When Diseases Become Dementias: Parkinson’s and Huntington’s

When Diseases Become Dementias: Parkinson’s and Huntington’s

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Talking about dementia isn’t easy. Coping with it is even harder.

But as Michael J. Fox said,

“Acceptance doesn’t mean resignation.
It means understanding that something is what it is and there’s got to be a way through it.”

If we can grasp what’s happening, at least we can develop a plan for how to move forward. And that means figuring out what type of dementia we’re dealing with in the first place. Because there are several.

We’ve already talked about Alzheimer’s and Vascular and Lewy Body Dementias. But what about dementias that come from other diseases?

Dementia by Any Other Name—Still Doesn’t Smell Sweet

“When dealing with a loved one with dementia, remember the person not the disease.
When dealing with challenging behavior, remember it’s the disease, not the person” (Unknown)

We’ve already established that dementia is not a natural part of aging. If you see Grandpa forgetting things, it’s important to figure out why. It might be as simple as a urinary tract infection or a problem with medication—or maybe he’s had too many life changes at once.

But sometimes it’s a byproduct of another illness, like Parkinson’s or Huntington’s. And those kinds of dementias may need to be handled differently.

Parkinson’s Disease Dementia—When the Disease Takes Its Full Course

“We remember their love when they can no longer remember.” (unknown)

One million people in the US have Parkinson’s, and that number is expected to rise. Its most famous patient? Michael J. Fox.

But there have been many more: Alan Alda, George H. W. Bush, Billy Graham, Muhammad Ali, Jesse Jackson…

When Do Parkinson’s Dementia Symptoms Start?

Although Michael J. Fox was diagnosed early (age 29), most Parkinson’s Disease diagnoses come around sixty or older. Some research suggests that age is dropping down into the fifties range.

Either way, from disease diagnosis, Parkinson’s Dementia symptoms may not start for another ten years, but definitely won’t start for a year or more.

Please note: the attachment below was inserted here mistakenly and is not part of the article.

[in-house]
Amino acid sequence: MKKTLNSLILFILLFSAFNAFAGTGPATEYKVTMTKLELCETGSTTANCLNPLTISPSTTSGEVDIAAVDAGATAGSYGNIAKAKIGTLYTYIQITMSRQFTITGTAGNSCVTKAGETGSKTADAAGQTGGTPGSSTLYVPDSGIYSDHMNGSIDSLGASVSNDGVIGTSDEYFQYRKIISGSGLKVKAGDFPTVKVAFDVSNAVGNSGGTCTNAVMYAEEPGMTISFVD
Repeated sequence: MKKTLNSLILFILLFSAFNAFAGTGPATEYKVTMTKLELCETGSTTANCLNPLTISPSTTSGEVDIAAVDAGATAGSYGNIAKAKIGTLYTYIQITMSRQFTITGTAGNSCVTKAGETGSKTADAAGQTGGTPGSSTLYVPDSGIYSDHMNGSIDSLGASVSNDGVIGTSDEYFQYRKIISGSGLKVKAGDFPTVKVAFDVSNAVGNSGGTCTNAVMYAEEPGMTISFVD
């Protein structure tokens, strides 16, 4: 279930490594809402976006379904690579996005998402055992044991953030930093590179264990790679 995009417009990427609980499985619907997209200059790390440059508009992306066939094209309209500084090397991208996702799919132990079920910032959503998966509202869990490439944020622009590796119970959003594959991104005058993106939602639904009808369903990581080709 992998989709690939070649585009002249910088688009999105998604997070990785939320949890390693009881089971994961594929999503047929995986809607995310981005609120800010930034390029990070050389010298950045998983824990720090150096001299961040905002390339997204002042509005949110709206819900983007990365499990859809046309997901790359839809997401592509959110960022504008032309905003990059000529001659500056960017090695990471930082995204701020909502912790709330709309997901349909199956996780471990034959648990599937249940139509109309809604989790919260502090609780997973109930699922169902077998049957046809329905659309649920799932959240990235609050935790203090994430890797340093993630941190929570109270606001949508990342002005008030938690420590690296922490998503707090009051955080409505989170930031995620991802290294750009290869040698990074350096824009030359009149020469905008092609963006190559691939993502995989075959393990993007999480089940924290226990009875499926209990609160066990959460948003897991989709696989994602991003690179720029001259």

If they do? It’s not called Parkinson’s Dementia. It’s Lewy Body Dementia (DLB).

Hence the importance of keeping track of symptoms when you notice them.

It’s a chicken/egg-first situation. Both dementias are characterized with Lewy bodies in the brain. But they start in different regions.

  • DLB is dementia that affects the mind. As it attacks mental abilities, movement will become affected. You’ll see it as one of three patterns.
    • Dementia shows up first.
    • Dementia shows up at the same time as the physical symptoms.
    • Dementia shows up within one year of a Parkinson’s diagnosis (meaning the Parkinson’s diagnosis was really DLB).
  • On the other hand, Parkinson’s starts as a physical (movement) disease —which might, between one and ten years after diagnosis, become dementia.

In fact, Parkinson’s doesn’t always make that jump. 20-50% won’t. But 50-80% will.

What Are the Symptoms of Parkinson’s Dementia?

Because of the similarity to DLB—and the timing that sets them apart—let’s first look at the symptoms of Parkinson’s Disease.

You might see (on one or both sides of the body),

  • Tremors, shakiness
  • Muscle stiffness, hand cramps, shuffling steps, balance problems, stooped posture
  • “Frozen” facial expressions, muffled speech
  • Difficulty starting movements

All of these may start small, but they will progressively worsen. And as it spreads, it may affect mental functions—meaning dementia.

Those symptoms?

  • Struggling to pay attention, make sound judgments, or plan steps
  • Memory loss
  • Trouble interpretating visual clues
  • Visual hallucinations, delusions, or paranoia
  • Depression, irritability, anxiety
  • Sleep disturbances, like drowsiness during the day or rapid eye movement sleep disorder, which causes them to act out dreams. Those dreams are often unpleasant, meaning they may yell or suddenly—and violently—thrash their arms or legs.

What Causes Parkinson’s Dementia?

This is that frustrating broken record part…

They don’t know.

They know that with the disease, there are deposits or clumps of protein in the brain, and those clumps start in brain regions controlling motion. Those clumps appear to cause brain damage.

But because they don’t know why the clumps are forming, they don’t know how to stop them. They just treat symptoms. (Sorry…another broken record.)